If Bobby Motaung and Ace Khuse had not gone to watch Knowledge Musona and Khama Billiat play in a curtain raiser in Harare in 2009, Kaizer Chiefs would never have signed Thomas Sweswe.
And if one General, who marshalled the Amakhosi midfield for years, Tinashe Nengomasha, had not made his way into the Dynamos dressing room that fateful afternoon at Rufaro Stadium, the Zimbabwean side’s players would not have known they were being watched by South African football royalty.
To add to that, if little Billiat weighed a few more kilos, could he have also been snapped up that afternoon, just in time for the 2009/10 season?
Imagine the mayhem the Warriors’ terrible twins – Musona and Billiat – would have caused if they had both arrived in Naturena that winter.
If… Football, like life, is a series of what ifs. Sometimes luck goes certain players’ way and fate smiles upon them but sometimes the opposite happens.
That afternoon in the Sunshine City, with the sweat barely dry on his body after toiling to impress Motaung and Khuse, Billiat perhaps wondered why the footballing gods had turned their backs on him. Sweswe, on the other hand, was counting his blessings. He still does. A miracle had happened in those 90 minutes at Rufaro Stadium and he was about to swap Dynamos’ blue and white for Chiefs’ gold and black.
“Musona was playing for an academy (Aces Youth Academy) in the first division and I was at Dynamos at the time. I remember seeing ‘BobSteak’ and Ace at the hotel where we were camping. They were with Nengomasha, whom I knew from school. He told me they had come to see Knowledge, but they would also watch the Dynamos game,” says the man nicknamed ‘Rambo’ after Hollywood action movie star, Sylvester Stallone.
The former Zimbabwe youth internationals – Musona and Billiat – were playing in the unfashionable first division and were curtain-raising for the big boys.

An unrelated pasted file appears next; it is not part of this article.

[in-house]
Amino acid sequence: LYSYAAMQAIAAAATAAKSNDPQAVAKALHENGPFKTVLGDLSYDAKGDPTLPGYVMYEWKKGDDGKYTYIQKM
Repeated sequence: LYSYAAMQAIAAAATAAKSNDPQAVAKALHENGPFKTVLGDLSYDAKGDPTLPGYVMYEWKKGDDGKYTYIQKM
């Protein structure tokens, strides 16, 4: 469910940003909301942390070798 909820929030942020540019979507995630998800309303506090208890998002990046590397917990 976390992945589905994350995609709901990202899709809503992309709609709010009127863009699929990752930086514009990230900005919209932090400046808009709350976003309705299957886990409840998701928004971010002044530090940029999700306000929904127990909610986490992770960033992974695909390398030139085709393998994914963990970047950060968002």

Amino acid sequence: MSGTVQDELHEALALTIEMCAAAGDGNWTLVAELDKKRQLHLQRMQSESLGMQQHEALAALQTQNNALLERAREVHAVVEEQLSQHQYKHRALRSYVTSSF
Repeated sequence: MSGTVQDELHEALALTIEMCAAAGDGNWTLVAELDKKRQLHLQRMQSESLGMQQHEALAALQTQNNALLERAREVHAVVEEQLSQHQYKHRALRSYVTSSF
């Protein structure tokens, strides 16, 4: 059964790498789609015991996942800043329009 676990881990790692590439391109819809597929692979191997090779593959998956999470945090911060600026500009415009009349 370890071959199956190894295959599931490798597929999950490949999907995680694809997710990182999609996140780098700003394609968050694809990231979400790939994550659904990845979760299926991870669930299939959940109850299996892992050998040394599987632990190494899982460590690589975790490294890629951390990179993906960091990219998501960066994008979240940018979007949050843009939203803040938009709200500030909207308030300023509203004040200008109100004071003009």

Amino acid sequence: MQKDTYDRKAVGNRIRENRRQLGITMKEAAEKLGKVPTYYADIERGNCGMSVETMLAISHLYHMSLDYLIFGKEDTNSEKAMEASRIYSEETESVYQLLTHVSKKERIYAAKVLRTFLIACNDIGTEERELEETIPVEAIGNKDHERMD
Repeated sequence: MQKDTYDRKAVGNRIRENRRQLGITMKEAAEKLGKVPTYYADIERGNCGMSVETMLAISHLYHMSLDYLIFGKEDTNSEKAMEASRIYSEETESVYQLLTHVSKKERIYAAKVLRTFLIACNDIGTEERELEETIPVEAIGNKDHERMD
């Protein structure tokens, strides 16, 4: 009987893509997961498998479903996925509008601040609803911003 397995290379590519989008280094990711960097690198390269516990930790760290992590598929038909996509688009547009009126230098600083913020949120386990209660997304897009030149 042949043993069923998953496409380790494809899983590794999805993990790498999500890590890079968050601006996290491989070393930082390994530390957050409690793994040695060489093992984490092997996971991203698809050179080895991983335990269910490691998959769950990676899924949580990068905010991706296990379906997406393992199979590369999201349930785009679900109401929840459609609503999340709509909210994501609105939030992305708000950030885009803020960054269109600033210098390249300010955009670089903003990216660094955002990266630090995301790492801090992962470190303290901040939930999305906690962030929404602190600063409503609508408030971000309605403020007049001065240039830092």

Harare had been meant to be a pit-stop for Motaung and Khuse, who were on their way to watch Gilbert Banda, a centre-back plying his trade for Highlanders, Dynamos’ fierce Bulawayo-based rivals.
But Nengomasha, who spent over a decade breaking up opposition attacks for Chiefs, convinced them there was a sensational teenager that had never even tasted action in the Zimbabwean topflight. Mamelodi Sundowns had missed out on this gem and Nengomasha insisted it was important to capture the 19-year-old before the Chloorkop giants woke up from their slumber.
“I had kept an eye on Knowledge Musona, and they wanted to fly out to Bulawayo to watch a different player, but I told them there was a gem of a player who had recently been to Sundowns for trials,” says Nengomasha.
He remembers vividly how the colossal Sweswe paraded his strength, leadership and aerial ability that afternoon. He was simply the rock upon which the DeMbare defence was built that term. Statistics also backed that up as the Harare giants had conceded the least number of goals – 8 – in the opening 15 fixtures of that campaign. They had also gone as far as the semi-final of the CAF Champions League with Sweswe one of their most consistent players.
“Thomas played really well that day, his experience from playing in the Champions League and for the national team worked for him,” recalls Nengomasha, who enjoyed 324 PSL appearances for the Soweto giants.
The man who missed out on that golden Naturena opportunity, Banda, confirms he followed the developments with keen interest.
“I know Kaizer Chiefs were interested in me. Bobby Motaung had called me a few times and told me they would come and check me out in Bulawayo. But they ended up not coming. I later learnt that Thomas Sweswe ended up going. I missed out on a beautiful opportunity,” Banda, who is now based in Johannesburg, says.
In any case, the retired former Highlanders captain, Banda, who at some point played with Sweswe at the Bulawayo giants, was unfit to showcase his abilities.
“I had picked up an injury that time in the CHAN while playing for the national team so they wouldn’t have seen me play even if they had come,” Banda adds.
Almost 11 years later, Sweswe reminisces that life changing encounter as though it happened yesterday. They were playing the then defending champions, Monomotapa FC.
“I played my normal game, I didn’t try too hard or else I’d have messed up,” he says.